dismissal is reserved only for the "most egregious
instances of nonjurisdictional default." Id. at
200, 657 S.E.2d at 366.
after consideration of other sanctions it is nonetheless
determined that the party's noncompliance warrants
dismissal, this Court "may then consider whether the
circumstances of the case justify invoking Rule 2 to reach
the merits of the appeal." Id. at 201, 657
S.E.2d at 367. "In this situation, [we] may only review
the merits on 'rare occasions' and under
'exceptional circumstances,' 'to prevent manifest
injustice to a party, or to expedite decision in the public
interest.'" Id. (quoting State v.
Hart, 361 N.C. 309, 316, 644 S.E.2d 201, 205 (2007) and
N.C. R. App. P. 2). The decision whether to invoke Rule 2 is
within the discretion of this Court. Selwyn Vill.
Homeowners Ass'n. v. Cline & Co., 186 N.C.App.
645, 650, 651 S.E.2d 909, 912 (2007). II. Nature of the
Appellate Rules Violations in the Instant Case
appeal in the instant case violates at least eight mandatory
rules of the North Carolina Rules of Appellate Procedure:
Rules 28(b)(2), 28(b)(3), 28(b)(4), 28(b)(5), 28(b)(6),
28(b)(9), 28(j)(2), and 12(a). Particularly concerning is
that Plaintiff's brief contains no Statement of the
Facts, as required by Rule 28(b)(5). Plaintiff's brief
instead begins immediately with his Argument, providing this
Court with no context from which to understand his scattered
references to the various errors alleged therein. Cf.
Pers. Earth Movers, Inc. v. Thomas, 182 N.C.App. 329,
330, 641 S.E.2d 751, 752 (2007) ("[D]efendant's
account of the facts is exactly one paragraph with eighteen
lines. Additionally, the facts are at best vague [and] fail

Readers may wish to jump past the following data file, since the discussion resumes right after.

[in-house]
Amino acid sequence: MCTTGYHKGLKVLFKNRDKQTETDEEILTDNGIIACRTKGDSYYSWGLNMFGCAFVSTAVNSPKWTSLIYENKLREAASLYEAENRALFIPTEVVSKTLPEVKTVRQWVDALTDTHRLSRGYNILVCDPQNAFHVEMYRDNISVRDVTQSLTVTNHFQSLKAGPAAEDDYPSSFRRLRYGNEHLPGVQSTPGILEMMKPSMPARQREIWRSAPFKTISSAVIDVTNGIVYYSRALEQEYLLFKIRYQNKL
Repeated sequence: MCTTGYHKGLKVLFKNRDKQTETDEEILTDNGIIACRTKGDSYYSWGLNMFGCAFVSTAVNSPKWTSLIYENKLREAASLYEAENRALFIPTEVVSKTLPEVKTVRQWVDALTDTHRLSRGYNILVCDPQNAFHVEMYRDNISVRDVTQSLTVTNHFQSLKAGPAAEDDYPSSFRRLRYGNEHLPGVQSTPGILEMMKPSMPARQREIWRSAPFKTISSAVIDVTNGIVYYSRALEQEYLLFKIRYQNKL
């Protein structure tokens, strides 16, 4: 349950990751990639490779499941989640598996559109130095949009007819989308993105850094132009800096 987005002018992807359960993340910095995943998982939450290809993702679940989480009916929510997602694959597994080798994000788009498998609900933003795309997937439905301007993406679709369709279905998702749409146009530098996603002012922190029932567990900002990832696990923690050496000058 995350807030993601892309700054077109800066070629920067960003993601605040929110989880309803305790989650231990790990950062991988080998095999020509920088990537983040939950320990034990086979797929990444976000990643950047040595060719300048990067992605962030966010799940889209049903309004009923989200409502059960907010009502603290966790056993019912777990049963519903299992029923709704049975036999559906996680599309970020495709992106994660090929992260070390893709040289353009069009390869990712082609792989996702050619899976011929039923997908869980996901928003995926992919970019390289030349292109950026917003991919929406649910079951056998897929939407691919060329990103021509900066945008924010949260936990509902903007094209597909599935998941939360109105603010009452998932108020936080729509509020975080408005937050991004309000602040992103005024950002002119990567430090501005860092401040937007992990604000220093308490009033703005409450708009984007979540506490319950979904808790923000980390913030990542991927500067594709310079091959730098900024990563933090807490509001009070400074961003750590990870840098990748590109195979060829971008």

to set forth the material facts necessary to adequately
understand the questions presented for appellate review . . .
."). Nor is there a Statement of the Case as required by
Rule 28(b)(3). Thus, even after having fully read
Plaintiff's brief, this Court is left entirely unaware of
the procedural posture from which the appeal resulted.
wholly absent from Plaintiff's brief is a Statement of
the Grounds for Appellate Review, with accompanying citation
of the supporting statutory authority, as required by Rule
28(b)(4). Plaintiff's brief also violates Rule 28(b)(6),
which requires that his "argument shall contain a
concise statement of the applicable standard(s) of review for
each issue, which shall appear either at the beginning of the
discussion of each issue or under a separate heading placed
before the beginning of the discussion of all the
issues." N.C. R. App. P. 28(b)(6). Here, Plaintiff only
includes the standard of review at the beginning of the
second of his three argument sections. Even then, Plaintiff
merely provides that "The standard of review is whether
or not there is competent evidence to support findings of
fact and whether the findings are supported by conclusions of
law." The first and third argument sections do
not reference a governing standard of review until the final
sentences wherein, again, Plaintiff simply proclaims in
conclusion that "The standard of review is whether or
not there was an abuse of discretion by the trial
court." Moreover, in blatant violation of Rule 28(b)(6),
none of Plaintiff's three arguments contain any citation
of authority verifying that his proffered standard of review
is, in fact, correct.
brief also contains other more minor errors. Also absent from
Plaintiff's brief is a statement of the issues presented
for review, in violation of Rule 28(b)(2). Next,
Plaintiff's Certificate of Service provides that he
served his brief "upon all parties to this cause"
rather than specifically identifying "the names of the
persons served," as required by Rules 28(b)(9) and
26(d). N.C. R. App. P. 28(b)(9); N.C. R. App. P. 26(d).
Though seemingly negligible, this violation is concerning in
that no appellee brief was filed in the instant case. See
Dogwood, 362 N.C. at 199-200, 657 S.E.2d at 366
(explaining that the Court's "exercise of remedial
discretion under Rules 25 and 34 entails a fact-specific
inquiry into the particular circumstances of each
case"). Also minor, yet indicative of his overall
noncompliance with the Appellate Rules, is Plaintiff's
Certificate of Compliance, which declares the precise number
of words contained in his brief, instead of the statement
required by Rule ...